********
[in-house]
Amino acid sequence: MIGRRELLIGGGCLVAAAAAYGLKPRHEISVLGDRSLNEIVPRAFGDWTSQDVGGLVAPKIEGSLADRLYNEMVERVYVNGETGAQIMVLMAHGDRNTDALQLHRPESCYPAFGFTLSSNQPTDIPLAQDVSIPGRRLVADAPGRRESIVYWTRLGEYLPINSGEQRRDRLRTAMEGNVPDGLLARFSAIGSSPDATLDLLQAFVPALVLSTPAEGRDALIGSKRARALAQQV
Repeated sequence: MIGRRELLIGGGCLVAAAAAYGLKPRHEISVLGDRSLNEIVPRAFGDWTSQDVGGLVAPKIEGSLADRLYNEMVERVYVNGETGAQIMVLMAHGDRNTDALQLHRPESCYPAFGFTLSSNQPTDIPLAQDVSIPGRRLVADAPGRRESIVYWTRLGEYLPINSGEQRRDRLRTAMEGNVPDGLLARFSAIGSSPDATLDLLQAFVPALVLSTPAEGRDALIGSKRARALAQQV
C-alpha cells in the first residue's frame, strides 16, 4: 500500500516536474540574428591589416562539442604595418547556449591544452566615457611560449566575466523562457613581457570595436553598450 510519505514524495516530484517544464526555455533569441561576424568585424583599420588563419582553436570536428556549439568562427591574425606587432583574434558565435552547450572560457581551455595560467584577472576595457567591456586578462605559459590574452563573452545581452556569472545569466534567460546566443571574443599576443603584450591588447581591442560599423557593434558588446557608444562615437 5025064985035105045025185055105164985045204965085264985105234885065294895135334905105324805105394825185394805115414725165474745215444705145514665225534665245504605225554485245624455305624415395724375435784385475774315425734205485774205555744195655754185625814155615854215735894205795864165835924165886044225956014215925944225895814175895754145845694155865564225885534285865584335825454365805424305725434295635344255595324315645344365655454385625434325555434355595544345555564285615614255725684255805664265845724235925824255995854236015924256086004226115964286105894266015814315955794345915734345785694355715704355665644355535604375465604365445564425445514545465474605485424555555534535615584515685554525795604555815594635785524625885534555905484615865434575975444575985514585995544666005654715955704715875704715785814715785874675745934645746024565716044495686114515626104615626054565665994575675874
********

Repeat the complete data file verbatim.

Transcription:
[in-house]
Amino acid sequence: MIGRRELLIGGGCLVAAAAAYGLKPRHEISVLGDRSLNEIVPRAFGDWTSQDVGGLVAPKIEGSLADRLYNEMVERVYVNGETGAQIMVLMAHGDRNTDALQLHRPESCYPAFGFTLSSNQPTDIPLAQDVSIPGRRLVADAPGRRESIVYWTRLGEYLPINSGEQRRDRLRTAMEGNVPDGLLARFSAIGSSPDATLDLLQAFVPALVLSTPAEGRDALIGSKRARALAQQV
Repeated sequence: MIGRRELLIGGGCLVAAAAAYGLKPRHEISVLGDRSLNEIVPRAFGDWTSQDVGGLVAPKIEGSLADRLYNEMVERVYVNGETGAQIMVLMAHGDRNTDALQLHRPESCYPAFGFTLSSNQPTDIPLAQDVSIPGRRLVADAPGRRESIVYWTRLGEYLPINSGEQRRDRLRTAMEGNVPDGLLARFSAIGSSPDATLDLLQAFVPALVLSTPAEGRDALIGSKRARALAQQV
C-alpha cells in the first residue's frame, strides 16, 4: 500500500516536474540574428591589416562539442604595418547556449591544452566615457611560449566575466523562457613581457570595436553598450 510519505514524495516530484517544464526555455533569441561576424568585424583599420588563419582553436570536428556549439568562427591574425606587432583574434558565435552547450572560457581551455595560467584577472576595457567591456586578462605559459590574452563573452545581452556569472545569466534567460546566443571574443599576443603584450591588447581591442560599423557593434558588446557608444562615437 5025064985035105045025185055105164985045204965085264985105234885065294895135334905105324805105394825185394805115414725165474745215444705145514665225534665245504605225554485245624455305624415395724375435784385475774315425734205485774205555744195655754185625814155615854215735894205795864165835924165886044225956014215925944225895814175895754145845694155865564225885534285865584335825454365805424305725434295635344255595324315645344365655454385625434325555434355595544345555564285615614255725684255805664265845724235925824255995854236015924256086004226115964286105894266015814315955794345915734345785694355715704355665644355535604375465604365445564425445514545465474605485424555555534535615584515685554525795604555815594635785524625885534555905484615865434575975444575985514585995544666005654715955704715875704715785814715785874675745934645746024565716044495686114515626104615626054565665994575675874